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J Cell Sci. 2007 Oct 15;120(Pt 20):3501-7.

Cell cycle regulation in Caulobacter: location, location, location.

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Department of Developmental Biology, Beckman Center, Stanford University School of Medicine, 279 Campus Drive, Stanford, CA 94305, USA.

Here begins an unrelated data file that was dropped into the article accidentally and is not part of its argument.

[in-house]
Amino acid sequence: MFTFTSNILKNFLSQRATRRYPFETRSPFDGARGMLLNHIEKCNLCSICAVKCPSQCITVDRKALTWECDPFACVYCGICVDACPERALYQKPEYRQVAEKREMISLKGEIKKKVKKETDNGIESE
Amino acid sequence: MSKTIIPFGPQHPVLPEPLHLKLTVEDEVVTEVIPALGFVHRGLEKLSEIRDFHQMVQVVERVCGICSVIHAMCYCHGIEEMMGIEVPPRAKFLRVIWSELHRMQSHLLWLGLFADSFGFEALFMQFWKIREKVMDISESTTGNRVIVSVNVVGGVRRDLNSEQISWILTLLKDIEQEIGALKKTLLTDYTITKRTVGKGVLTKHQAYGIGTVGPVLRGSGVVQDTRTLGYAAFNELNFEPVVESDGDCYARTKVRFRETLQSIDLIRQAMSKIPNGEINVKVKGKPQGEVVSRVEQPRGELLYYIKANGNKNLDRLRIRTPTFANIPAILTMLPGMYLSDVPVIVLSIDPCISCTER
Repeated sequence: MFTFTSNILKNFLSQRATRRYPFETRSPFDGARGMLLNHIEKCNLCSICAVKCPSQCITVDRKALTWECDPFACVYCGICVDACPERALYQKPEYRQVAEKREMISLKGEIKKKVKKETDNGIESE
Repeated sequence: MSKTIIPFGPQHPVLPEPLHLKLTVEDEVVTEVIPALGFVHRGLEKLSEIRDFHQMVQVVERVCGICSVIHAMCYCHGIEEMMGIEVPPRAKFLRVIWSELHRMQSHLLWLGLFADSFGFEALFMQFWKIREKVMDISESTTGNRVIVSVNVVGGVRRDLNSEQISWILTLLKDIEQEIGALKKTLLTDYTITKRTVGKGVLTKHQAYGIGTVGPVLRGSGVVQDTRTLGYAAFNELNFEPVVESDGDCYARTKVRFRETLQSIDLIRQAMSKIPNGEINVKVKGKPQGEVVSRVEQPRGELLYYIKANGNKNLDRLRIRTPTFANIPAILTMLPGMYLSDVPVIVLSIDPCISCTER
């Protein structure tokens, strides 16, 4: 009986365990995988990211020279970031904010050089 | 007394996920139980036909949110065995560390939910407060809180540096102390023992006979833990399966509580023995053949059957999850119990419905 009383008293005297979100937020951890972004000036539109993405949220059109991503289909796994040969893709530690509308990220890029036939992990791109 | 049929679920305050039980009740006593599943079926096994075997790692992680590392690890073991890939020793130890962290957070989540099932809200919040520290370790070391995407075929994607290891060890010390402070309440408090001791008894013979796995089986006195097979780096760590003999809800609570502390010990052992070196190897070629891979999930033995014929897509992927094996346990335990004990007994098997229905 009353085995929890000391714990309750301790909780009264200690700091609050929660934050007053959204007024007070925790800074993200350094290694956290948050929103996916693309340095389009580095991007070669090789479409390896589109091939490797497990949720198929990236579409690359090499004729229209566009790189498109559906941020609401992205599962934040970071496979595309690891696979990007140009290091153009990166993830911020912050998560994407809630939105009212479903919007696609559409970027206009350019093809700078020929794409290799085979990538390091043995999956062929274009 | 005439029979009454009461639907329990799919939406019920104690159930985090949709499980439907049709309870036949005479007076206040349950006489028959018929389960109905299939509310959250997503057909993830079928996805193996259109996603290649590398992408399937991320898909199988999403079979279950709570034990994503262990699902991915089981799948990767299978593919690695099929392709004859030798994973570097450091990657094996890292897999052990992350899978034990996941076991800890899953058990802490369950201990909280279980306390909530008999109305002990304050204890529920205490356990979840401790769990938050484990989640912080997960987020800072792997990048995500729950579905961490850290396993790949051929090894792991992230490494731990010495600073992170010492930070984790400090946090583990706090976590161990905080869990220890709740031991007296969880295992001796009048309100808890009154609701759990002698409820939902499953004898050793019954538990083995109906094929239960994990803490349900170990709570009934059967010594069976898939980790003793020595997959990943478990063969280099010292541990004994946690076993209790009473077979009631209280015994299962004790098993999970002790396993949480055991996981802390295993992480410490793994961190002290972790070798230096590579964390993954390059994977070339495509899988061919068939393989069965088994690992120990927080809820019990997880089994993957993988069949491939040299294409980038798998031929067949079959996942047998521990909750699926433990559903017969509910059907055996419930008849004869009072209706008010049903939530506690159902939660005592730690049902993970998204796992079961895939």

Cellular reproduction in all organisms requires temporal and spatial coordination of crucial events, notably DNA replication, chromosome segregation and cytokinesis. Recent studies on the dimorphic bacterium Caulobacter crescentus (Caulobacter) highlight mechanisms by which positional information is integrated with temporal modes of cell cycle regulation. Caulobacter cell division is inherently asymmetric, yielding progeny with different fates: stalked cells and swarmer cells. Cell type determinants in stalked progeny promote entry into S phase, whereas swarmer progeny remain in G1 phase. Moreover, initiation of DNA replication is allowed only once per cell cycle. This finite window of opportunity is imposed by coordinating spatially constrained proteolysis of CtrA, an inhibitor of DNA replication initiation, with forward progression of the cell cycle. Positional cues are equally important in coordinating movement of the chromosome with cell division site selection in Caulobacter. The chromosome is specifically and dynamically localized over the course of the cell cycle. As the duplicated chromosomes are partitioned, factors that restrict assembly of the cell division protein FtsZ associate with a chromosomal locus near the origin, ensuring that the division site is located towards the middle of the cell.

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